Imagine a list containing every single Wawa location on the planet. Such an enormous amount of information seems impossible to conceive — but soon, computer science students at Penn will begin to make some sense of it.
This semester, the Computer and Information Sciences Department introduced a new course called "Special Topics: Foundations of Data Science." The course is seminar-style, meeting only once a week on Thursday for a three-hour block. Prerequisites for interested students are Math 240 or above and some significant exposure to probability.
CIS 399 covers the basics of manipulating data and analyzing patterns using today’s technology. Topics covered in the class include “machine learning,” or understanding how computers “think” and behave when tasked with performing certain tasks. In an email to current CIS majors, the department chair of computer and information sciences professor Sampath Kannan, described the overall goals for the course and its impact on students.
“This seminar will provide an in-depth introduction to data science through a rigorous mathematical and algorithmic treatment. Students will understand how mathematics, statistics, and advanced algorithmic design combine to form the dynamic field of data science,” Kannan wrote.
Data science has been a fast-growing discipline in the last decade, as increasingly sophisticated computers are able to handle more information at once, especially in the area of “big data" — data sets that are so unimaginably large that it would be impossible to conduct meaningful analysis by hand. Data scientists increasingly rely on computing algorithms to run such tests for them.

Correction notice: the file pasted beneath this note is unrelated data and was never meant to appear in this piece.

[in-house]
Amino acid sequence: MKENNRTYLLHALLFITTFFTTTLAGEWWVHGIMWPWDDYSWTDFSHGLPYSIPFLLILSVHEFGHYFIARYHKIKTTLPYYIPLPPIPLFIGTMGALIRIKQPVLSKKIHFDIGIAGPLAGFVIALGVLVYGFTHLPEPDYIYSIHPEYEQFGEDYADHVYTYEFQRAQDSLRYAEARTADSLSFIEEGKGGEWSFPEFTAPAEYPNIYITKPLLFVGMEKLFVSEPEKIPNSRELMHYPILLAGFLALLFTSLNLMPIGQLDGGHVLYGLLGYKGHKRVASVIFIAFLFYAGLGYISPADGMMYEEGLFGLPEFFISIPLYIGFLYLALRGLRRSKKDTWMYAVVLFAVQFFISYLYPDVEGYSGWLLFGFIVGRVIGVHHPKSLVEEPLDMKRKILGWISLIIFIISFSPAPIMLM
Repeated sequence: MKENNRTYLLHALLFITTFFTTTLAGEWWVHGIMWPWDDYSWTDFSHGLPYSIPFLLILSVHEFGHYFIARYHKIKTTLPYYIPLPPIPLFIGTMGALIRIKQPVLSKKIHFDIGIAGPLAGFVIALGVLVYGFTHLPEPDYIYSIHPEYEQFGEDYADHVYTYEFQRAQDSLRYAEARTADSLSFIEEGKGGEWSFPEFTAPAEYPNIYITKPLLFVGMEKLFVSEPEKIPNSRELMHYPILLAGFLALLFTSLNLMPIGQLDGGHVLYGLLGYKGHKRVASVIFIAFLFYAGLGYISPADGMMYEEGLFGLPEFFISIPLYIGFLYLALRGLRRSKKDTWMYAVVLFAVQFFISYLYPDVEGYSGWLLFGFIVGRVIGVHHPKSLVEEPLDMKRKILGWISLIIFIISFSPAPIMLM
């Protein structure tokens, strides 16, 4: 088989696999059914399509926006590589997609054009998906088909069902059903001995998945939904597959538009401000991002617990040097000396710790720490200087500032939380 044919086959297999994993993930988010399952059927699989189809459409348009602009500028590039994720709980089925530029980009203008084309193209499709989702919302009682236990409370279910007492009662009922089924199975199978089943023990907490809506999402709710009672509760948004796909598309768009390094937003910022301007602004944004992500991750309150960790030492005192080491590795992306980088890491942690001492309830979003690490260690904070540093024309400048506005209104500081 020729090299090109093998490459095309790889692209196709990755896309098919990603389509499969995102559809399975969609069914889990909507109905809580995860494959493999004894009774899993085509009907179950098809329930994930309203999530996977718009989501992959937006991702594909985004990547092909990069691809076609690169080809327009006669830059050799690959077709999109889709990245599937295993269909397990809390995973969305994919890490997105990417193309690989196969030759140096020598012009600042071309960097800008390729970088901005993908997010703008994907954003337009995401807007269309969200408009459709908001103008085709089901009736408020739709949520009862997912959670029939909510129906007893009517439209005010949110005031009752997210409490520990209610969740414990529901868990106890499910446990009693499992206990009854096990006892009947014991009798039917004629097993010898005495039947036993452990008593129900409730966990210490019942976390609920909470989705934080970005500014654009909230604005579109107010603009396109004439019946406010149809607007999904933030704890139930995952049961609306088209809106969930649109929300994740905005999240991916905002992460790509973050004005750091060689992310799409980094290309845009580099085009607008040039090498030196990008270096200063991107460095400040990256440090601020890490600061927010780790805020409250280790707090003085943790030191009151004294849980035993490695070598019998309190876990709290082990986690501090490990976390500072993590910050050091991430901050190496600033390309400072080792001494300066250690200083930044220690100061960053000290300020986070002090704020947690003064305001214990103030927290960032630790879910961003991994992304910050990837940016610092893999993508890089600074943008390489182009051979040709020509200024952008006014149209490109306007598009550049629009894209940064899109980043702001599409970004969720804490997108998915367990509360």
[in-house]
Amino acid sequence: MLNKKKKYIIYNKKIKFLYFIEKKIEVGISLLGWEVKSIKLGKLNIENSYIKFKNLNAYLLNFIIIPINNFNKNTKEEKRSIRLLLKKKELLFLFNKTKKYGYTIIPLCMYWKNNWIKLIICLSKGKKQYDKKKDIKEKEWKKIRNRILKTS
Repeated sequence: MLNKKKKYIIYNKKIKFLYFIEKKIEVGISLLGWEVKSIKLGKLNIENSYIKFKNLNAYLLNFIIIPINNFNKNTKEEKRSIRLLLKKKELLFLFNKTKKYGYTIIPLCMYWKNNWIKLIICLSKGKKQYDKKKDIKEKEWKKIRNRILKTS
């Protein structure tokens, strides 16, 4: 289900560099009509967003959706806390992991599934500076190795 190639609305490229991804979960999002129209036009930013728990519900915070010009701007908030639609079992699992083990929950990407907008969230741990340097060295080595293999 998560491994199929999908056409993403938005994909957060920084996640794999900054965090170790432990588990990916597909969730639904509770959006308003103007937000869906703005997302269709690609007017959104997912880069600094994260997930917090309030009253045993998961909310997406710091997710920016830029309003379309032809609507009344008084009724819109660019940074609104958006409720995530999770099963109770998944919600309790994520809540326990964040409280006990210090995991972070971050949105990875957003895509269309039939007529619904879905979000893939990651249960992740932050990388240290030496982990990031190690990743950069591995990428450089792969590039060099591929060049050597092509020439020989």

Many CIS majors could benefit from such a class, as applications of data science can be found in many different fields. From pharmaceuticals to marketing, every industry now has access to amounts of data that they never could have had before, and in order to get as much information from this data as possible, they need experts who can “speak the language” of computers.
Engineering freshman Rohan Shah currently owns a startup called Slice Capital. Slice Capital attempts to provide “crowd-funded equity,” essentially allowing growing businesses to apply for capital from everyday people to fund their ventures. Shah believes that a class like CIS 399 would help him to develop his business.
“With something like equity, we’re essentially building new data structures that we’ve never worked with before. We need to be able to keep track of things like investments and consumer preferences every day, and I think this course would really help me learn how to do that,” Shah said.
In today’s day and age, the ordinary person has a massive amount of information at their fingertips; now, with courses such as CIS 399, computer science majors are starting to learn how to make the most of it.
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